St. Paul-ramsey Medical Center, Inc., Plaintiff-appellant, v. Donna E. Shalala, Secretary, Department of Health and Humanservices, Defendant-appellee, 91 F.3d 57 (8th Cir. 1996)Annotate this Case
Submitted June 14, 1996. Decided July 26, 1996. Rehearing Denied Sept. 30, 1996
Ronald N. Sutter, Washington, DC, argued, for Appellant.
Neil H. Koslowe, Washington, DC, argued, for Appellee.
Before LOKEN, ROSS, and HANSEN, Circuit Judges.
Under the Medicare program, a teaching hospital's graduate medical education ("GME") costs are reimbursable or "allowable" costs. A 1986 statute changed the reimbursement methodology. To establish a base year for the new methodology, Congress directed the Secretary of Health and Human Services to "determine, for the hospital's cost reporting period that began during fiscal year 1984, the average amount recognized as reasonable under this subchapter ... for each full-time-equivalent resident." 42 U.S.C. § 1395ww(h) (2) (A). By the time the Secretary promulgated regulations implementing this directive in 1989, the three-year reopening period for finally determining 1984 GME costs under the prior regime had expired for most hospitals. The Secretary's regulations nonetheless authorize reauditing a hospital's 1984 base year GME costs so as to exclude "nonallowable or misclassified costs." 42 C.F.R. § 413.86(e) (1) (ii) (B); see 53 Fed.Regs. 36,589, 36,591-92 (1988).
As a result of this reaudit process, St. Paul-Ramsey Medical Center's base-year allowable GME costs were reduced from $9,892,644 to $5,494,955. Because the 1984 reimbursement year is closed, St. Paul-Ramsey need not refund any 1984 reimbursements because of this reaudit. But St. Paul-Ramsey has been and will be adversely affected in subsequent years as a result of having its base year GME costs significantly reduced for purposes of applying the new reimbursement methodology. Therefore, like other adversely affected teaching hospitals around the country, St. Paul-Ramsey commenced this lawsuit, arguing not that its reaudit was flawed, but that the Secretary's reaudit regulations are invalid. The attack proceeds on three fronts--the regulations contravene the plain meaning of the statutory phrase, "recognized as reasonable under this subchapter"; alternatively, if the statute is ambiguous, the Secretary's interpretation is "patently unreasonable"; finally, the regulations violate the presumption against retroactivity.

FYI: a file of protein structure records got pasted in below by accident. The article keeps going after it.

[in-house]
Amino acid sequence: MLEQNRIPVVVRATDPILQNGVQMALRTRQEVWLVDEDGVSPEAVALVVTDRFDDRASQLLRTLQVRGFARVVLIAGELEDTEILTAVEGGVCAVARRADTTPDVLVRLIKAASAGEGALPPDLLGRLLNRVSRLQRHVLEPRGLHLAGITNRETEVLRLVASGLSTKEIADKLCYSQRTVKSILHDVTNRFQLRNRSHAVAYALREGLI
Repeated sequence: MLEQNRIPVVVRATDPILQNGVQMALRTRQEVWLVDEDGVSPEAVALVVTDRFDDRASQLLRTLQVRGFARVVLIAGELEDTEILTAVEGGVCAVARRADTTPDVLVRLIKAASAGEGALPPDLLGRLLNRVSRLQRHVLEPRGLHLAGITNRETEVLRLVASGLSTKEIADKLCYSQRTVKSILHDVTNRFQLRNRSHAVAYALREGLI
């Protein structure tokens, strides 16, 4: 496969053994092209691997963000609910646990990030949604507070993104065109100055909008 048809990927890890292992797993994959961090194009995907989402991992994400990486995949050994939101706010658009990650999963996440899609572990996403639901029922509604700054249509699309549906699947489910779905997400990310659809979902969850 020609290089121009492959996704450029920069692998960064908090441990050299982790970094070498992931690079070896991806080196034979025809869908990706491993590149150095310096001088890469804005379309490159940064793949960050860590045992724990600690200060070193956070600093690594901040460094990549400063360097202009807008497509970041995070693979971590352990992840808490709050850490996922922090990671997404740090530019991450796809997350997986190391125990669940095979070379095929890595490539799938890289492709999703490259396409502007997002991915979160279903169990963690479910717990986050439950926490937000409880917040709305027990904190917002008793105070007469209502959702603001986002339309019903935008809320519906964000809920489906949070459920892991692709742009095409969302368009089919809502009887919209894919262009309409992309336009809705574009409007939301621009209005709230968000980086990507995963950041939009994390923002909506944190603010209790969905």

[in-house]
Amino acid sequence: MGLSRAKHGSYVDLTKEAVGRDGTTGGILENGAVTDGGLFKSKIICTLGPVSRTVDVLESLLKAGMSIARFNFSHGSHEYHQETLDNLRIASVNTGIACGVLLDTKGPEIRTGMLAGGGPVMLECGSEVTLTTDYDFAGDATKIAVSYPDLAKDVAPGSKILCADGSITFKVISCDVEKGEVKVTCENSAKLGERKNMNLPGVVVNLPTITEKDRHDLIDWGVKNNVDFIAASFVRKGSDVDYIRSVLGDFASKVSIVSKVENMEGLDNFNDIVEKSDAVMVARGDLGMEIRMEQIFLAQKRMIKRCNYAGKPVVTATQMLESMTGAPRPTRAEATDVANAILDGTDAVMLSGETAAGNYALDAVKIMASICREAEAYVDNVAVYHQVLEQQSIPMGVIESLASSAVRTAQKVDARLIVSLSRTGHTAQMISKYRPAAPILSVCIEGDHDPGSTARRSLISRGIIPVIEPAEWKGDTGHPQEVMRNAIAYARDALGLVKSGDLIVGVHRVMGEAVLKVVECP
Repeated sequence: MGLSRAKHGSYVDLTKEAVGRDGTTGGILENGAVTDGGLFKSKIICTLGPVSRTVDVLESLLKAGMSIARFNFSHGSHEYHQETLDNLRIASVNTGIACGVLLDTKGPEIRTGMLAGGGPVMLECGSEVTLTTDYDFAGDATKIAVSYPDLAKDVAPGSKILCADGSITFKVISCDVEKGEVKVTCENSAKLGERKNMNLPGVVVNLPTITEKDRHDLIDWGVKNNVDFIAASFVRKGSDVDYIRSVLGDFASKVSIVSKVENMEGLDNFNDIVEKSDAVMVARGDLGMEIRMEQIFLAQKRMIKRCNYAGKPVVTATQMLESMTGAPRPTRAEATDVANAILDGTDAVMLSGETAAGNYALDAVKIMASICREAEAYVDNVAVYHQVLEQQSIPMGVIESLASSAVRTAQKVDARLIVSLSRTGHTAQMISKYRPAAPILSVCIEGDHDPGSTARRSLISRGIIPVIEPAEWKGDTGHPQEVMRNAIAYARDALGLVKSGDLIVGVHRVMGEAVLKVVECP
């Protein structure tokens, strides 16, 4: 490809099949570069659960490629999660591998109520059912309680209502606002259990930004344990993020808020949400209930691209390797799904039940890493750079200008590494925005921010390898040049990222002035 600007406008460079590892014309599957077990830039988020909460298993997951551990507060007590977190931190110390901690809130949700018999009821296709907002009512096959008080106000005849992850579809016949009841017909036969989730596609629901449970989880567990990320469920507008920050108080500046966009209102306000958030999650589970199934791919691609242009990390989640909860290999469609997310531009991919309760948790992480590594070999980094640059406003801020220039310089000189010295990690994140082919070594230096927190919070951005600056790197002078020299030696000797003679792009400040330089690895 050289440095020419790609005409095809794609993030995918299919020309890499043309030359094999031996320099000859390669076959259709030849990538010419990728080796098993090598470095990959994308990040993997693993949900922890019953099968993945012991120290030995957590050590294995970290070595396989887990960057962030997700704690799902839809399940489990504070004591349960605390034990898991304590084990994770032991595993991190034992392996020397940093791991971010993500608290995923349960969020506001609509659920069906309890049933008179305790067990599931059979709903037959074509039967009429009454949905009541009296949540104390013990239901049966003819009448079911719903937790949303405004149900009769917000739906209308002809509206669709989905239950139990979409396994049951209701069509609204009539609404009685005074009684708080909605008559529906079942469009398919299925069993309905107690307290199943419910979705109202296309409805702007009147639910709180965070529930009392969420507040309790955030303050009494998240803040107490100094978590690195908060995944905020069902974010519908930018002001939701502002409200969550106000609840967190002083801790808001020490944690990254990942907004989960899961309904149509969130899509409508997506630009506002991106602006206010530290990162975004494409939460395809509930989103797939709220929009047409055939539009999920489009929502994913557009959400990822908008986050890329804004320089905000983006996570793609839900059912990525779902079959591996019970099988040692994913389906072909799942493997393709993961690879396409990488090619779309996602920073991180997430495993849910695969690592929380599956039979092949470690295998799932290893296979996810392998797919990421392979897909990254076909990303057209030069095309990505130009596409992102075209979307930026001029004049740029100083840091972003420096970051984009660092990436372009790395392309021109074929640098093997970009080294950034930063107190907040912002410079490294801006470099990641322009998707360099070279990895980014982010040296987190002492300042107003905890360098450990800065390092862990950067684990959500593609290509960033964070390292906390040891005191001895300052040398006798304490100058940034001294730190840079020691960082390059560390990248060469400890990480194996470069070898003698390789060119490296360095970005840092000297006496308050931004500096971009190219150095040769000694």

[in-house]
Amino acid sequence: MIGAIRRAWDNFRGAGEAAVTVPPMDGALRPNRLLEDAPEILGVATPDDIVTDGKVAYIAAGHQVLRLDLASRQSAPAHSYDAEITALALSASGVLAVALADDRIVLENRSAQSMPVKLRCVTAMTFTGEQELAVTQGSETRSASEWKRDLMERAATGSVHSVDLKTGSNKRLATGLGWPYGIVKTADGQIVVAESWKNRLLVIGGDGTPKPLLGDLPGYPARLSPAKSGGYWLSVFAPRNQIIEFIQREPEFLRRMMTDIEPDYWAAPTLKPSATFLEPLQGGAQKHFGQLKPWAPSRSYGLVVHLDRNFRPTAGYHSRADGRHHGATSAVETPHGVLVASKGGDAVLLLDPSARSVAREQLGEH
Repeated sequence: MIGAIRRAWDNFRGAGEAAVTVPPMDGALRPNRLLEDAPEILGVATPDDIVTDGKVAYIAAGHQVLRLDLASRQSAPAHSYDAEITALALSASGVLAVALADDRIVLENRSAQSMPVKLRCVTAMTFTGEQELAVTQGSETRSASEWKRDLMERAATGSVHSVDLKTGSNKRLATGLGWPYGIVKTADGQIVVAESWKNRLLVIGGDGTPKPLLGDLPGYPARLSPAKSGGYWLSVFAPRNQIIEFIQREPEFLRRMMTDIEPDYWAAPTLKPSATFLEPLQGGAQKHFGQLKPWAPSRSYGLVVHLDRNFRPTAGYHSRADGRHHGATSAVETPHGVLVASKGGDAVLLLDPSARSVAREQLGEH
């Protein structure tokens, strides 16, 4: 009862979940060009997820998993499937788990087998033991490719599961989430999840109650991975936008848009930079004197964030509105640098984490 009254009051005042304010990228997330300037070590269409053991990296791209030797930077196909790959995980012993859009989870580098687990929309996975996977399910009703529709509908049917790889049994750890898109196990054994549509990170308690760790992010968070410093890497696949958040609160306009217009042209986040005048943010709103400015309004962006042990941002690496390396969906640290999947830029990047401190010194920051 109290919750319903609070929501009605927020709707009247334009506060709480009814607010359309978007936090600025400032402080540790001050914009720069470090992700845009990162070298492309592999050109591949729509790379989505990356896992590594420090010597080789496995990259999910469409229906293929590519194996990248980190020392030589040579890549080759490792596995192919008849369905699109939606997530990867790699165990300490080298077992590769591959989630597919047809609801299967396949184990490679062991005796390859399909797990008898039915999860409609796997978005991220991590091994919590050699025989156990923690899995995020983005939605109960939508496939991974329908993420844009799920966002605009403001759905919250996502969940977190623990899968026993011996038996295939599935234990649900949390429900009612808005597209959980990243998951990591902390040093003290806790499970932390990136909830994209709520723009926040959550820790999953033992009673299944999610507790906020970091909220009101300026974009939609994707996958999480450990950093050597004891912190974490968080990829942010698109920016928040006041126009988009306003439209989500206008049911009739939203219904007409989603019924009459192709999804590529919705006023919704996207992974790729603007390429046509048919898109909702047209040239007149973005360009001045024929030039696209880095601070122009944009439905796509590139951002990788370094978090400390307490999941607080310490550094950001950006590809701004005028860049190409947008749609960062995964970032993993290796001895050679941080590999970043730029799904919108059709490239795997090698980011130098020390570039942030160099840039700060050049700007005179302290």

These contentions were thoroughly considered and rejected by the District of Columbia Circuit in Administrators of Tulane Educ. Fund v. Shalala, 987 F.2d 790 (D.C. Cir. 1993), cert. denied, 510 U.S. 1064, 114 S. Ct. 740, 126 L. Ed. 2d 703 (1994). Accord The Toledo Hosp. v. Shalala, No. 3:94cv7080 (N.D. Ohio June 23, 1995), appeal pending, No. 95-3858 (6th Cir.). After carefully considering the parties' briefs and arguments and the legislative history of these complex statutes and regulations, we agree with the district court1 that the Secretary's reaudit regulations must be upheld for the reasons persuasively stated by the D.C. Circuit in Tulane. The statute is ambiguous, and the reaudit regulations are not an exercise in retroactive rulemaking. While it would have been far preferable had the Secretary promulgated the reaudit regulations during the three-year reopening period governing 1984 reimbursements, the substance of the regulations is clearly reasonable. As the court said in Tulane, 987 F.2d at 797, "The agency's belief that Congress would resist permanently ingraining misclassified and nonallowable costs in future reimbursements to health care providers can hardly be deemed unreasonable or inconsistent with the congressional purpose of erecting a new and more accurate reimbursement methodology."
The judgment of the district court is affirmed.
The HONORABLE RICHARD H. KYLE, United States District Judge for the District of Minnesota